Create a Query in Microsoft Access 2013
A query refers to the action of instructing the database to return some (or all) of the data in your database. In other words, you are "querying" the database for some data that matches a given criteria. The queries are run against one or more tables to return only the data that you're interested in.
For example, you might like to see a list of all individuals whose last name is "Griffin". Or you might like to see a list of all users who have registered with your database over a given time period. You might also want to see which customers have ordered a particular product. To do all this, you need to perform a query.
Before we start querying the database, we should probably make sure we've got enough data in there first. Otherwise it doesn't matter how good our queries are - they will all return zero results if there's zero data. So let's add some data.
Remember, the ID columns and DateCreated columns are automatically generated, so you only need to enter data into two columns in each table.
Feel free to make up your own data. Here's mine:
Feel free to make up your own data. Here's mine:
Again, feel free to make up your own but you will need to make sure that the value in the CustomerId and ProductId fields match an actual ID in the respective tables. For example, if your Orders table contains a CustomerId of 5, you will need to make sure there's an actual customer in the Customer table with a CustomerId of 5. Here's some sample data for the Orders table:
When you create a relationship, you also have the option to Enforce Referential Integrity (which we selected when we created our relationship). This prevents foreign key values from having no corresponding primary key value in the referenced table.
Using our tables as an example, let's say you have 10 records in the Customers table (with a CustomerId of 1 to 10), but your Orders table contains a record using a CustomerId of 11. In this case, referential integrity has not been maintained. If you had enforced referential integrity on the relationship (as we have), Access would prevent this from happening.
Below is a screenshot of what will happen if you attempt to enter a value that would breach referential integrity. In this case I tried to enter a CustomerId of 50 and a ProductId of 50, but my Customers and Products tables don't have a CustomerId of 50 or a ProductId of 50:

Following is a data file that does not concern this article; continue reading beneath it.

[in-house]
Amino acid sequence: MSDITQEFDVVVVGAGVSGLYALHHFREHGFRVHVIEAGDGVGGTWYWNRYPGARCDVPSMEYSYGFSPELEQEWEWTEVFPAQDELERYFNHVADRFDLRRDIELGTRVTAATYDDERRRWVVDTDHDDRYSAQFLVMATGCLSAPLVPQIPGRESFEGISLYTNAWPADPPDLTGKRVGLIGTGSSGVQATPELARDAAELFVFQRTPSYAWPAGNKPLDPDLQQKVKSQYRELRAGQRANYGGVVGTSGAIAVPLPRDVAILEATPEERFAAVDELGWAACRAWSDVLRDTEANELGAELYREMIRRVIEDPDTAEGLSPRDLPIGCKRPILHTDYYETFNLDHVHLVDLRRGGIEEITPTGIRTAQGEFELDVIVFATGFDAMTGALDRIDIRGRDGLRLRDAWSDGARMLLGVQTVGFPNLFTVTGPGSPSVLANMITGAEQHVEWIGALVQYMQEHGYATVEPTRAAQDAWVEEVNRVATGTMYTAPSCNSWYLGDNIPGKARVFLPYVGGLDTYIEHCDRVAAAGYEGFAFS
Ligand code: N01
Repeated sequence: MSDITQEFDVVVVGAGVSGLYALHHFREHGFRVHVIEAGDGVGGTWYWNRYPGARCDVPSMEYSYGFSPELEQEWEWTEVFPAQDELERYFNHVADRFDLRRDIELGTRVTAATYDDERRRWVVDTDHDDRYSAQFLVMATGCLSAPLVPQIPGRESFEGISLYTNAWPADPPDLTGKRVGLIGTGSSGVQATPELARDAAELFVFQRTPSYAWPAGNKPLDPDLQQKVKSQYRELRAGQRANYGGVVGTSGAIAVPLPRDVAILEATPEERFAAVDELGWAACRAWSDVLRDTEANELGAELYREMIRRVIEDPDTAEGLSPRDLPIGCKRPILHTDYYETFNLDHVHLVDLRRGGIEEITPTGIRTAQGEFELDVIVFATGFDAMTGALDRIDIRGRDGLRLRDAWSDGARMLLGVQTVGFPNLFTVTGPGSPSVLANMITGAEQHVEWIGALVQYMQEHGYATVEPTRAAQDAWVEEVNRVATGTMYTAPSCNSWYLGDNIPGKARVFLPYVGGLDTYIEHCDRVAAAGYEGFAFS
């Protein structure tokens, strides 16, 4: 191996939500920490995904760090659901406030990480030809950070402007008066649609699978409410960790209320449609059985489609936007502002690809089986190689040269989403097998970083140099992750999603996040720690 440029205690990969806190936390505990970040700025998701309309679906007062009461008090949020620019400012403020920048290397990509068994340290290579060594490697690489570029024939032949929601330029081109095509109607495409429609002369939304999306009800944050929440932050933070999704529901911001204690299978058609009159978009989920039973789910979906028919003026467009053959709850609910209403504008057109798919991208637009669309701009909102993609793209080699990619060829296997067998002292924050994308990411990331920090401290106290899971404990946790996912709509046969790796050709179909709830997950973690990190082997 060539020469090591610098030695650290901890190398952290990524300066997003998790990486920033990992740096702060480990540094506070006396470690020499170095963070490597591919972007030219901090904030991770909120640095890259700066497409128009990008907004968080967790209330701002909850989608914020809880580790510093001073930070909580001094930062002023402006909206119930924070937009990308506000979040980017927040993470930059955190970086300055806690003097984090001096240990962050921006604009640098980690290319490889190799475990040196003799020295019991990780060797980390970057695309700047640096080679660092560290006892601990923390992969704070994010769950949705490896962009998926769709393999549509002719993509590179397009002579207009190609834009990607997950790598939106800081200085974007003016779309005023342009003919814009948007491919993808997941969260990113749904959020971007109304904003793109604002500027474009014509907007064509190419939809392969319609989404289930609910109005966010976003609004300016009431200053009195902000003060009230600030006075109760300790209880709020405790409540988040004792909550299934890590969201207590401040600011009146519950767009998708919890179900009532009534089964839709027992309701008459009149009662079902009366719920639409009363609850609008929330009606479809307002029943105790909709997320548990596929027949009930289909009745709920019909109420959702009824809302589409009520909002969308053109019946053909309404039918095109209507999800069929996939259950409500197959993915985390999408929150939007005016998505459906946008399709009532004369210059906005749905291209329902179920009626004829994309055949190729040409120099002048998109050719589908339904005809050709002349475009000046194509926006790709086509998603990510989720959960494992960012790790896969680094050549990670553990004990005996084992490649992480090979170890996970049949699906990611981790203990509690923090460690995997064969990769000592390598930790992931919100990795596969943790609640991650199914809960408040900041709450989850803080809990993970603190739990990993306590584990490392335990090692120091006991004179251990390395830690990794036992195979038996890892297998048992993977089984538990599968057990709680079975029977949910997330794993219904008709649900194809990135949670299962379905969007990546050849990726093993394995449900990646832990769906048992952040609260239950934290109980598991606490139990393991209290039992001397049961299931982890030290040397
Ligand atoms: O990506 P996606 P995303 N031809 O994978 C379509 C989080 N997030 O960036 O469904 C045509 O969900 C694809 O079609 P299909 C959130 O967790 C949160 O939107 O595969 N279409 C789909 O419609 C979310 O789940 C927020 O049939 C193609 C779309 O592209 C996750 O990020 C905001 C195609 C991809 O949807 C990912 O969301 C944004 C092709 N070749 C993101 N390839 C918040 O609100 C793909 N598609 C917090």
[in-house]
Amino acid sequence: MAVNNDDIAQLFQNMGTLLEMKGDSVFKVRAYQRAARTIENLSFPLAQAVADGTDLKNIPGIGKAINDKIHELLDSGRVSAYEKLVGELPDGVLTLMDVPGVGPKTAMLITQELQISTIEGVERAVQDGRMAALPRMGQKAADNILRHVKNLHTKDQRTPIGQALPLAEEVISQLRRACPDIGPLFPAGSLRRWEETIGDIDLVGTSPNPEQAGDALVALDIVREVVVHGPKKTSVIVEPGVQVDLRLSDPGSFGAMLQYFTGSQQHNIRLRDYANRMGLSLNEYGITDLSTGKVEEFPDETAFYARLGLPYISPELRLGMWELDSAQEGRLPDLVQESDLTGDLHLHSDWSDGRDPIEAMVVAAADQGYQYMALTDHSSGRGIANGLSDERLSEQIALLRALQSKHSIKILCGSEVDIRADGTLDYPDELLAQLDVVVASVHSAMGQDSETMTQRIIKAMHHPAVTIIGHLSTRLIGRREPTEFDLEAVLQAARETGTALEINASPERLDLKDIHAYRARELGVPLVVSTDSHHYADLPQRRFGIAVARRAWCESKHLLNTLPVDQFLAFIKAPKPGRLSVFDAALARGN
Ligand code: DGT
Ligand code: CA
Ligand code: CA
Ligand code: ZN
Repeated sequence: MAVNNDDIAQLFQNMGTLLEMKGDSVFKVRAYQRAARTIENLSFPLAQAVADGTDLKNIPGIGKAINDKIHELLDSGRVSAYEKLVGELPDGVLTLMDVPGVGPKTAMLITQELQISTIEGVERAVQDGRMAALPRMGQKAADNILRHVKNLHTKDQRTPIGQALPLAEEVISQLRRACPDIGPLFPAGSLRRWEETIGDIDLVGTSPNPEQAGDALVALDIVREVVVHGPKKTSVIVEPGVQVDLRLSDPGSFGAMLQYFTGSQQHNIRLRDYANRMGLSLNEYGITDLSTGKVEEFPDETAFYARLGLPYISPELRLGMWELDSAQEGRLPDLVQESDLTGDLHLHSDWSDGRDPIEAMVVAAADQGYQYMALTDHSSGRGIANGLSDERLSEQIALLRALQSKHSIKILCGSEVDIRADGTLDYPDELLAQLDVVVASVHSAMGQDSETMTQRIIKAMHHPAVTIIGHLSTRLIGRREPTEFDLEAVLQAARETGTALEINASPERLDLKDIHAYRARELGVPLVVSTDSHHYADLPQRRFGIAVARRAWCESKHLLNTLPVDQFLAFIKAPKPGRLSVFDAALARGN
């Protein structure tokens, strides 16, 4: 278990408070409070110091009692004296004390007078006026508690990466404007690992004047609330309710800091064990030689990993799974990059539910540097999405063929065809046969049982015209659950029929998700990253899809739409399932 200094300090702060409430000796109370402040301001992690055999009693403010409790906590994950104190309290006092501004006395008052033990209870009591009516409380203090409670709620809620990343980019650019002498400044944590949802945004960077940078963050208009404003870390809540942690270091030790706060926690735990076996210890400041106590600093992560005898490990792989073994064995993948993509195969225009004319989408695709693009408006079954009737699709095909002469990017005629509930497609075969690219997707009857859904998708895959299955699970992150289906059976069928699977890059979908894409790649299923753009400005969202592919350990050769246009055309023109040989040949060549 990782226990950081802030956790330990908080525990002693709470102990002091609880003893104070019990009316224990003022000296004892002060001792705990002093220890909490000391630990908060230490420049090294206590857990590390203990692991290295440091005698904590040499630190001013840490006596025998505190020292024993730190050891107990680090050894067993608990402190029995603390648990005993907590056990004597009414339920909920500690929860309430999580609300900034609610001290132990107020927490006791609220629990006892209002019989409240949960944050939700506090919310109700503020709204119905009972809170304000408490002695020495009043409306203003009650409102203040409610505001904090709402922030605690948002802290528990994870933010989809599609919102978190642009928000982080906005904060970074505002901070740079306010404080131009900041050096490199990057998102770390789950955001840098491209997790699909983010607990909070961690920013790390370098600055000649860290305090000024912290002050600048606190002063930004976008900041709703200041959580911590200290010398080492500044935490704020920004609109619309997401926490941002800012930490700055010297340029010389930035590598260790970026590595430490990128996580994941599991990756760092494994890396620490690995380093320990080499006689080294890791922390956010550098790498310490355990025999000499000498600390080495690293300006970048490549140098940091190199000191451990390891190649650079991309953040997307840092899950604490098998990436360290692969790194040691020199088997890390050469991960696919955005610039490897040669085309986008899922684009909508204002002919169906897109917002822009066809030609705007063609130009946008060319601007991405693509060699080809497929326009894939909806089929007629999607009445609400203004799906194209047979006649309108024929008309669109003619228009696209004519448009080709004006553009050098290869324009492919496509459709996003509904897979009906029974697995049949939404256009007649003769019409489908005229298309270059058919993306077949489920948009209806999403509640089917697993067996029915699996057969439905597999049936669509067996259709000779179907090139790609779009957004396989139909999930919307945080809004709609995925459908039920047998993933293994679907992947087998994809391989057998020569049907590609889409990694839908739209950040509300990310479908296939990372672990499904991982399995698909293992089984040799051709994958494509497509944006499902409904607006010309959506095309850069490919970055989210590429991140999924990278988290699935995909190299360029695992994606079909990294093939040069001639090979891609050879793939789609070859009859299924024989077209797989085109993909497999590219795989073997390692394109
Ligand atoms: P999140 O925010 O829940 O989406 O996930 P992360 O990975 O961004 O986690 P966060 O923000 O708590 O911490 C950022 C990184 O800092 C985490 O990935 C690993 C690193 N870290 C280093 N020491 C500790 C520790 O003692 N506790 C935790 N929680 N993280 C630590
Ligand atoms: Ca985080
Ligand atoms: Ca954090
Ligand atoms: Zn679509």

Note that you will only get this message if you have enabled Enforce Referential Integrity. If you hadn't enforced referenctial integrity, Access would have happily let you enter the meaningless values and the referential integrity of your database would have flown out the window.
Create the Query
Now let's create a query that returns the names of all customers who have ordered a product.
- Ensuring you have the CREATE tab open on the Ribbon, click Query Design
- The Show Table dialog box will appear with all of our tables listed. Select all three tables and click Add, then click Close:
- The three tables are now represented in the top pane (beneath the Ribbon). Choose the fields you'd like to be presented in the results of your query. You can either double click on the field name or click and drag it down to a column in the bottom pane. Select the fields as follows:
- Click the Run button at the top-left part of the Ribbon:
- You should now see the result of the query. Here's mine:
- Save the query by right-clicking on the Query1 tab and giving it a name. Call it Customer Orders:
So What Does Our Query Actually Do?
Our query successfully returns a all customers who ordered at least one product and it includes the product and its price next to their name. You can also see that some customers have ordered more than one product. The query has automatically joined the three tables using the relationship that we created and returned the matching data.
This query will only return those customers who have ordered at least one product. If a customer is in the Customers table but does not order a product, that customer's record will not be displayed in the results of this query. If you look back at the Customers table (near the top of this page), you'll see that Marge Simpson is a customer but she hasn't ordered any products yet (i.e. she doesn't have a corresponding record in the Orders table). Well actually, Marge is only a potential customer. She simply expressed interest in buying a space ship. But that didn't stop the pesky sales person from adding her name into the database!
In any case, the query has done its job. We didn't want to see a big list of customers that haven't ordered anything yet.
Next we're going to modify our query so we can look at some of the other things we can do with queries.
Check out the 10 minute video based on this lesson.
There's also a tutorial for Access 2016.